Danya: A Woman of Ancient Galilee by Anne McGivern

Danya: A Woman of Ancient Galilee

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A woman in first-century Palestine struggles to adapt, flourish, and find love and meaning.

This quasi-historical novel tells the story of Danya, who grows up in Nazareth during tumultuous times in Roman-occupied Palestine. Jewish rebels like her brother Lev fight to liberate their “sad, beautiful land,” impoverished by Roman taxation, while more prosperous Jews acquiesce. When the Romans seek retribution after a Jewish raid that the 13-year-old, self-educated Danya wanted to join, her father moves the family to Jerusalem to stay with her half brother, Chuza, for safety. After a Jewish uprising at the Temple Mount and a subsequent massacre by Roman forces, a Roman soldier kills Danya’s innocent father. Fourteen-year-old Danya is married off to an old Jewish priest, Tobiah, although she’s in love with a younger Jewish rebel, the real-life Judah ben Hezekiah, a “red-haired, roughly dressed leader of men.” She grows to love her conservative, aristocratic husband and bears him three children, suppressing her rebel sympathies in deference to his reluctant acceptance of Roman rule. When Tobiah dies unexpectedly, his estate goes to their oldest son, still a youth. Danya’s “avaricious, lustful, scheming” half brother plots to take advantage of the widow and her son and marry her teenage daughter. Along the way, Yeshua, the historical Jesus, and Miryam, his mother, intersect with Danya and her family. Thoroughly researched and perceptively written, this novel mainly presents interior relationships and feelings. Still, McGivern (Language Stories: Teaching Language to Developmentally Disabled Children, 1978) gives a convincing account of how families might have lived in first-century Palestine and of the troubling physical and psychological adjustments necessary for survival and in which practical considerations displace idealistic dreams. The author skillfully interweaves the lives of fictional and real-life characters to spin a convincing yarn and refrains from making the young Jesus too pious. The book succeeds in unearthing the Jewish roots of Christianity, embodied in the character of Danya, who is advised by Miryam to “act with love and compassion and justice.”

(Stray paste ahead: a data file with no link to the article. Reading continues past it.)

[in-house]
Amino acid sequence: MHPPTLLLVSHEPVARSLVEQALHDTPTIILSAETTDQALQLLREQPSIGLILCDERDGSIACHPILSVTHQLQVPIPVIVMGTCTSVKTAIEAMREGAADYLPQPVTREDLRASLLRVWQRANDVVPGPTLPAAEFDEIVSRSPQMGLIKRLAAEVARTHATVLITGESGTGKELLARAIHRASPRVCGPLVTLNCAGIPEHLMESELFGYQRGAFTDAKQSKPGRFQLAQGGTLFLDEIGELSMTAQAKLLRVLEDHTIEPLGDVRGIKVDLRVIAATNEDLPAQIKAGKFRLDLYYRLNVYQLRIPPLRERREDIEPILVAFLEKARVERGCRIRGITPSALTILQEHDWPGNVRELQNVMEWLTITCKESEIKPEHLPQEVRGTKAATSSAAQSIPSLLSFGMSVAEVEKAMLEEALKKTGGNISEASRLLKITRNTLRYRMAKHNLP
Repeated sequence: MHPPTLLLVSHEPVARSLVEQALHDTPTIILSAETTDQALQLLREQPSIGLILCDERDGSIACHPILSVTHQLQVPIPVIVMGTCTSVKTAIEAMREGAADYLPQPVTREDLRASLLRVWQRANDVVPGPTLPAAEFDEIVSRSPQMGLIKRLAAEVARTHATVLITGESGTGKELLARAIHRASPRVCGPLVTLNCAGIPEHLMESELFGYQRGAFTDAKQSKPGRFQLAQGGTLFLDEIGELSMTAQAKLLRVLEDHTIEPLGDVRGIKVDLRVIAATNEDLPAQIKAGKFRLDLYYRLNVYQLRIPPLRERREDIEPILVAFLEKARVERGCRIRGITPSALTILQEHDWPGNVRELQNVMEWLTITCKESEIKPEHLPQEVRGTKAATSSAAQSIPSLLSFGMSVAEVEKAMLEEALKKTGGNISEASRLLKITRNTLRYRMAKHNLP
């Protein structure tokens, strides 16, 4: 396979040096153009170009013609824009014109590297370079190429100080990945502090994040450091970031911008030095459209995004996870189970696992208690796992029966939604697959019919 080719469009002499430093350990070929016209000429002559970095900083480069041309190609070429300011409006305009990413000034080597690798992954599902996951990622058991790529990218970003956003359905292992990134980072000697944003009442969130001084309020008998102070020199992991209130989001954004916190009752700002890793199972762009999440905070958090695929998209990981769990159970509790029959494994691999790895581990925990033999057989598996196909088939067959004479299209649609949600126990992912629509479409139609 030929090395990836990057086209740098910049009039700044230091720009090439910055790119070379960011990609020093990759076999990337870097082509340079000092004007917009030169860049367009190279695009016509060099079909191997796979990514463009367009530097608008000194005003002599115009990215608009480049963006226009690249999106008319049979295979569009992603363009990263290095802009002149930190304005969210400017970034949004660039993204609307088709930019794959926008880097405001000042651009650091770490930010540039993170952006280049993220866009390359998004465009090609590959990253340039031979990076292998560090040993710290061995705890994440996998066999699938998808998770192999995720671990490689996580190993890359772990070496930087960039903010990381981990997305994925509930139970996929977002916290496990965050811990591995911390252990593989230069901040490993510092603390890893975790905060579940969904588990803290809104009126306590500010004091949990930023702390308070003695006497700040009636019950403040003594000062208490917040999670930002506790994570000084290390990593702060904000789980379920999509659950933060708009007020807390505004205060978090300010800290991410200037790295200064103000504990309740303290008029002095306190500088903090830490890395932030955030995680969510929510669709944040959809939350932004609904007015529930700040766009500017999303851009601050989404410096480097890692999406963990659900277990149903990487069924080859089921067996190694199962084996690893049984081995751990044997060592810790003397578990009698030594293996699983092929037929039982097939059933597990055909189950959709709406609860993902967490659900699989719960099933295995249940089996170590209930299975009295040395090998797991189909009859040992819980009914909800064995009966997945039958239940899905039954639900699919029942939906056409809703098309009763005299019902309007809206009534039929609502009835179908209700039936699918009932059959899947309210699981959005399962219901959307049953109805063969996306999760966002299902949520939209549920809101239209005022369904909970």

A quietly effective novel that believably portrays Jewish life under Roman rule, the seeds of Christianity, and a woman’s battles for survival.

Page count: 316pp
Publisher: WOW Press
Program: Kirkus Indie
Review Posted Online:
Kirkus Reviews Issue: March 1st, 2016


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